Evanston RoundTable, July 6, 2023
Somewhere men are laughing, and somewhere children shout,
But there is no joy in Mudville – mighty Casey has struck out.
Ava Bellis struck out too, and for a few minutes there was no joy on the Evanston Orange Cats. The team was participating last month in the annual All-Star Village tournament in Cooperstown, New York, for 12-year-olds from around the country.
The Cats, part of the Lake Shore Feeder Baseball League, are currently 8-1 against North Shore teams with seven more games to play. But they were winless in six tournament appearances leading up to their final game on Sunday, June 18, against a team from Hudson, Ohio. They were behind by one run with two outs in the last inning and the tying run on third base when Ava, like Casey in the famous poem, strode to the plate.
One of only two girls out of more than 750 tournament players from 64 teams, Ava admitted she was “a little nervous” in the batter’s box, especially after the ump called what she thought was an outside pitch a strike, forcing the count to 3-2. The next pitch seemed low, but the ump called it a strike too, ending the game.
Needless to say, Ava was upset. But the team’s assistant coach, Tommy Van Treeck, said, “She came back to the dugout with her head held high. She took it better than a lot of the rest of the players did.”
Head coach Andy Vye concurred. “She shook her head, as if to say, ‘We just gotta move on.’ We tell the kids it’s not about the wins and losses. It’s about the learning, the community and the experience. You go out there to grow.”
Despite the setback, the week-long experience was huge for the Cats – and for Ava. All week long, girls as young as five who were in Cooperstown to root for their older brothers were asking Ava for her picture, her autograph and her collectible baseball pin – mom and daughter handed out around 250 of them – and to tell her how great it was to see her.
“I thought it was cool I could inspire them,” Ava said. “I told them I was glad they could watch me play. And I said, ‘I hope someday you can play too.’”
Baseball runs deep in the Bellis family DNA. Ava’s mom, Jennifer Bellis, said her grandfather pitched and played first base on a Hamilton, Ontario, baseball team, and played softball through his 70s. Her husband Ed Bellis’ grandfather, known as “Blackie” Bellis, played minor league ball in the Boston Red Sox farm system.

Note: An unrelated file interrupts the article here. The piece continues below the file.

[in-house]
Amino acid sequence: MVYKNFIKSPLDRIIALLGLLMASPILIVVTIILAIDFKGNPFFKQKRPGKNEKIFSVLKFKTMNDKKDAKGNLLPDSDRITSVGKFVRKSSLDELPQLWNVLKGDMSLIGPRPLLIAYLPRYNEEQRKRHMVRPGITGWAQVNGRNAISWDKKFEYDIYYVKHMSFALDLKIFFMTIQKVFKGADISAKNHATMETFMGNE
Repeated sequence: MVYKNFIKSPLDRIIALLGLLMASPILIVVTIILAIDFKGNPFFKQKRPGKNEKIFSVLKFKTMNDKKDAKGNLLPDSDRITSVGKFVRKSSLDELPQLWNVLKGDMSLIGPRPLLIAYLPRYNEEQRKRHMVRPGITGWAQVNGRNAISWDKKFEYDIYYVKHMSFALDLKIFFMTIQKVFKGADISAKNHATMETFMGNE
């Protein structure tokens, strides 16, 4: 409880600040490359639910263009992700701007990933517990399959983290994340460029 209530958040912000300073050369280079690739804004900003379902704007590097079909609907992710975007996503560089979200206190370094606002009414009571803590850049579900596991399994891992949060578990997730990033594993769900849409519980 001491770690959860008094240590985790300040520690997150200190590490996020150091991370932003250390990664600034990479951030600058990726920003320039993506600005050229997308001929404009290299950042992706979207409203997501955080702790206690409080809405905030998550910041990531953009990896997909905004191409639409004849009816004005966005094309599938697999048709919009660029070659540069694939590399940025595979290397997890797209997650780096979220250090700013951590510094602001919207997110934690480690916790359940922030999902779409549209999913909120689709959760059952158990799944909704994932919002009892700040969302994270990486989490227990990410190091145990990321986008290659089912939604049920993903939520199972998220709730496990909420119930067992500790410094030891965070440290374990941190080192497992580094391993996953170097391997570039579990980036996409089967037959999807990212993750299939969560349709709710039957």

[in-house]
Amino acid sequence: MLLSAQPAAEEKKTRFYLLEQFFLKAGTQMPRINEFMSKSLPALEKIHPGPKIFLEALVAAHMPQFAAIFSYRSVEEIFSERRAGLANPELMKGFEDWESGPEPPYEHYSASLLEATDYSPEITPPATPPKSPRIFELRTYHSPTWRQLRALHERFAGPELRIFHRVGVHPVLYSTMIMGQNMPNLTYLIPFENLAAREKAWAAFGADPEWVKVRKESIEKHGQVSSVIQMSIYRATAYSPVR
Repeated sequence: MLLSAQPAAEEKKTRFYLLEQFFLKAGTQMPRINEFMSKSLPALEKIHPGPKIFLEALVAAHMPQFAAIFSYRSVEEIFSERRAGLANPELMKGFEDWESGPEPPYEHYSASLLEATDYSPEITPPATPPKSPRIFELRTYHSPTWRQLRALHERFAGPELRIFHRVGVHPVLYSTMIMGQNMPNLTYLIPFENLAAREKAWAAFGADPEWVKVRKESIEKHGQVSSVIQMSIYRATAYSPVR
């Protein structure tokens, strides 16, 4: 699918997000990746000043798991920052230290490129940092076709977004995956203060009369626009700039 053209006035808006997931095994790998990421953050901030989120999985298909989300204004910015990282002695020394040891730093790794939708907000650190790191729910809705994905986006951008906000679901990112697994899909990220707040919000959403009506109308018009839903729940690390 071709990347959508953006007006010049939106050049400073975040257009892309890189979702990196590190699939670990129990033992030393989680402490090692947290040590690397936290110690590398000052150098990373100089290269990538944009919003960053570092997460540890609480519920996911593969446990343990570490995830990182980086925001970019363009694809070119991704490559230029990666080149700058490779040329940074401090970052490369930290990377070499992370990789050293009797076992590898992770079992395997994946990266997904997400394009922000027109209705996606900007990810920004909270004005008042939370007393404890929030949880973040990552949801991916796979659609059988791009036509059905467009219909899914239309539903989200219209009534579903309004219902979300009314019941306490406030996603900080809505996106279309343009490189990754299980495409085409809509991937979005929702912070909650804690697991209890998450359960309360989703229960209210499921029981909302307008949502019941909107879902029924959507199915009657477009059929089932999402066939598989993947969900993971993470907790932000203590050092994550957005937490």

Jennifer herself played softball through eighth grade in Temperance, Michigan.
A rising seventh-grader at Haven Elementary School, Ava first started playing as a kid after watching her brothers Thayer, now 17, and Holden, 16, play at Cooperstown. Both attend Evanston Township High School. “I liked watching my brothers and trying to do what they did,” Ava explained.
And despite the fact she’s been the only girl playing local hardball since she was in first grade, “I was never tempted to quit. I’ve always felt included.”
Van Treeck said Ava, currently batting almost .400 as well as pitching, catching and playing infield, is “one of the best players on the team. It’s really nice to have her with us.”
“She’s a leader,” said Vye. “Not just in breaking boundaries, but in backing it up with good baseball.”
At Cooperstown, when she wasn’t on the playing field, she hung out with her teammates in the dining hall and the players’ bunkhouse. At night she and the other girl in the tournament stayed in the infirmary.
The first full day there, Thursday, June 15, the players attended the Opening Ceremony, followed by a number of competitions including a traditional home run derby.
Next morning was their first game, against one of the top teams from the Central Valley of California. The ‘Cats got clobbered, 34-1. West coast teams have the advantage of being able to play year-round, Vye said. “Their season starts in January, so they’re primed when they get to the tournament.”
Ava observed that the other players looked a little intimidating. “But we knew we had a chance against anyone. The coach said, as long as we play our best and have fun, it would be fine.”
“We improved every single game we played,” Vye noted. Indeed, when the Cats played the Central Valley team later in the week, they scored the first four runs. And when they returned home, they won three games in a row in what is now an eight-game winning streak.
Looking back on the week at Cooperstown, home of the Baseball Hall of Fame, Ava enthused, “It was really fun – spending time with the team, playing a lot of games and meeting all the girls” who wanted to see her.
“I’m super proud of her,” said her mom, Jennifer. “She’s just so humble about it. She has no idea the impact she had on those little girls.”
As for her future on the diamond, Ava plans to continue playing travel ball until she’s 14, then decide whether she should try out for Evanston Township High School’s freshman team or join the girls softball team at school.
Does she fantasize about playing in the bigs, as the Major Leagues are called? Ava, who wears number 44 for her hero, former Cubs first baseman Anthony Rizzo, replied with a smile, “That would be cool.”